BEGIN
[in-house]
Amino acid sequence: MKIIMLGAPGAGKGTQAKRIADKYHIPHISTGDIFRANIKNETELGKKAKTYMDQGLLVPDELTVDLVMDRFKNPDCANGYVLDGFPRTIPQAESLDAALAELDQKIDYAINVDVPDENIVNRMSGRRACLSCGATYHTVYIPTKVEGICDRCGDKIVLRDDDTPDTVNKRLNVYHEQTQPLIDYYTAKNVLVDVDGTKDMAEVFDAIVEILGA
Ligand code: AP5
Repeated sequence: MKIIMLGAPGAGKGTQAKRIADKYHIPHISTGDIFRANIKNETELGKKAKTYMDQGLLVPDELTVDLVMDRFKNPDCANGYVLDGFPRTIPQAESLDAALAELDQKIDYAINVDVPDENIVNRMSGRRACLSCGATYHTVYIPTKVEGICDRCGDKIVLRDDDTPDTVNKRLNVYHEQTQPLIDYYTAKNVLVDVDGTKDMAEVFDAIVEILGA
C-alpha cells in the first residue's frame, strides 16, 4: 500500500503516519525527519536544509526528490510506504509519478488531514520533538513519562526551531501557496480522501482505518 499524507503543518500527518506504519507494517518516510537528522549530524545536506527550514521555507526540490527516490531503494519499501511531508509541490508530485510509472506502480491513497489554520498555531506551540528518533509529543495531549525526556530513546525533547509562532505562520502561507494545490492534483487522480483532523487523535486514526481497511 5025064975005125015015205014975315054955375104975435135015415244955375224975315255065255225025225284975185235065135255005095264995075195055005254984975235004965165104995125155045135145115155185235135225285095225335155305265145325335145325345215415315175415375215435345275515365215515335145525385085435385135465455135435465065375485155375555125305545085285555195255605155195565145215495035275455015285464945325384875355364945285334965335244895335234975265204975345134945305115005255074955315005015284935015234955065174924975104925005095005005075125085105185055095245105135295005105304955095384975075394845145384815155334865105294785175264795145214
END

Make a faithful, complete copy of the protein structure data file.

[in-house]
Amino acid sequence: MKIIMLGAPGAGKGTQAKRIADKYHIPHISTGDIFRANIKNETELGKKAKTYMDQGLLVPDELTVDLVMDRFKNPDCANGYVLDGFPRTIPQAESLDAALAELDQKIDYAINVDVPDENIVNRMSGRRACLSCGATYHTVYIPTKVEGICDRCGDKIVLRDDDTPDTVNKRLNVYHEQTQPLIDYYTAKNVLVDVDGTKDMAEVFDAIVEILGA
Ligand code: AP5
Repeated sequence: MKIIMLGAPGAGKGTQAKRIADKYHIPHISTGDIFRANIKNETELGKKAKTYMDQGLLVPDELTVDLVMDRFKNPDCANGYVLDGFPRTIPQAESLDAALAELDQKIDYAINVDVPDENIVNRMSGRRACLSCGATYHTVYIPTKVEGICDRCGDKIVLRDDDTPDTVNKRLNVYHEQTQPLIDYYTAKNVLVDVDGTKDMAEVFDAIVEILGA
C-alpha cells in the first residue's frame, strides 16, 4: 500500500503516519525527519536544509526528490510506504509519478488531514520533538513519562526551531501557496480522501482505518 499524507503543518500527518506504519507494517518516510537528522549530524545536506527550514521555507526540490527516490531503494519499501511531508509541490508530485510509472506502480491513497489554520498555531506551540528518533509529543495531549525526556530513546525533547509562532505562520502561507494545490492534483487522480483532523487523535486514526481497511 5025064975005125015015205014975315054955375104975435135015415244955375224975315255065255225025225284975185235065135255005095264995075195055005254984975235004965165104995125155045135145115155185235135225285095225335155305265145325335145325345215415315175415375215435345275515365215515335145525385085435385135465455135435465065375485155375555125305545085285555195255605155195565145215495035275455015285464945325384875355364945285334965335244895335234975265204975345134945305115005255074955315005015284935015234955065174924975104925005095005005075125085105185055095245105135295005105304955095384975075394845145384815155334865105294785175264795145214